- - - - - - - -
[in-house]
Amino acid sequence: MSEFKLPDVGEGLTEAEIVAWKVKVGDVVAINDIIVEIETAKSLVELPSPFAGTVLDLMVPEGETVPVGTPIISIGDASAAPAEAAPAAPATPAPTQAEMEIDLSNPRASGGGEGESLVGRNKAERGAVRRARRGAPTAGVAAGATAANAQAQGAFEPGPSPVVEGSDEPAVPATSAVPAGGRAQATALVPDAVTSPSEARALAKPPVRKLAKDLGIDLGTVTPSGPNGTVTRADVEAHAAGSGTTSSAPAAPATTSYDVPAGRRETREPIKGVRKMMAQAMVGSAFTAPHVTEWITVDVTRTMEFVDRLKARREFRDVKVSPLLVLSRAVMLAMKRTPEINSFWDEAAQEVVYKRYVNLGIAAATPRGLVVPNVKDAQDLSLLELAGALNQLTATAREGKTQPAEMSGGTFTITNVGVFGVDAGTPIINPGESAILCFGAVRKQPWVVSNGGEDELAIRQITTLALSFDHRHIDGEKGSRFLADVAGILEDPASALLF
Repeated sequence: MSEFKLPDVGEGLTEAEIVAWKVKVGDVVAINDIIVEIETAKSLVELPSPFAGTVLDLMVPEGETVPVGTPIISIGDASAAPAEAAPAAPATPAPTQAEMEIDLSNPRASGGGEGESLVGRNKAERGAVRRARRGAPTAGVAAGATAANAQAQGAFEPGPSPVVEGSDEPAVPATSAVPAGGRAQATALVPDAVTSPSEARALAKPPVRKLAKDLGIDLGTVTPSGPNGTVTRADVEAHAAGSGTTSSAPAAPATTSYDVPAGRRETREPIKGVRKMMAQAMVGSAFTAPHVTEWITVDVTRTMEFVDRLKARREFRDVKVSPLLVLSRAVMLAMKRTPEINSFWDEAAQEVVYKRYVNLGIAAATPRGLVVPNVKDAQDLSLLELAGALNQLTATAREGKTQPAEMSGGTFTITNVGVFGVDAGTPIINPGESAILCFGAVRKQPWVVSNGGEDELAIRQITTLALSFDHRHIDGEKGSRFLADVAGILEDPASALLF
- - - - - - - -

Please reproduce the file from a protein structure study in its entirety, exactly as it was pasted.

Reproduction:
[in-house]
Amino acid sequence: MSEFKLPDVGEGLTEAEIVAWKVKVGDVVAINDIIVEIETAKSLVELPSPFAGTVLDLMVPEGETVPVGTPIISIGDASAAPAEAAPAAPATPAPTQAEMEIDLSNPRASGGGEGESLVGRNKAERGAVRRARRGAPTAGVAAGATAANAQAQGAFEPGPSPVVEGSDEPAVPATSAVPAGGRAQATALVPDAVTSPSEARALAKPPVRKLAKDLGIDLGTVTPSGPNGTVTRADVEAHAAGSGTTSSAPAAPATTSYDVPAGRRETREPIKGVRKMMAQAMVGSAFTAPHVTEWITVDVTRTMEFVDRLKARREFRDVKVSPLLVLSRAVMLAMKRTPEINSFWDEAAQEVVYKRYVNLGIAAATPRGLVVPNVKDAQDLSLLELAGALNQLTATAREGKTQPAEMSGGTFTITNVGVFGVDAGTPIINPGESAILCFGAVRKQPWVVSNGGEDELAIRQITTLALSFDHRHIDGEKGSRFLADVAGILEDPASALLF
Repeated sequence: MSEFKLPDVGEGLTEAEIVAWKVKVGDVVAINDIIVEIETAKSLVELPSPFAGTVLDLMVPEGETVPVGTPIISIGDASAAPAEAAPAAPATPAPTQAEMEIDLSNPRASGGGEGESLVGRNKAERGAVRRARRGAPTAGVAAGATAANAQAQGAFEPGPSPVVEGSDEPAVPATSAVPAGGRAQATALVPDAVTSPSEARALAKPPVRKLAKDLGIDLGTVTPSGPNGTVTRADVEAHAAGSGTTSSAPAAPATTSYDVPAGRRETREPIKGVRKMMAQAMVGSAFTAPHVTEWITVDVTRTMEFVDRLKARREFRDVKVSPLLVLSRAVMLAMKRTPEINSFWDEAAQEVVYKRYVNLGIAAATPRGLVVPNVKDAQDLSLLELAGALNQLTATAREGKTQPAEMSGGTFTITNVGVFGVDAGTPIINPGESAILCFGAVRKQPWVVSNGGEDELAIRQITTLALSFDHRHIDGEKGSRFLADVAGILEDPASALLF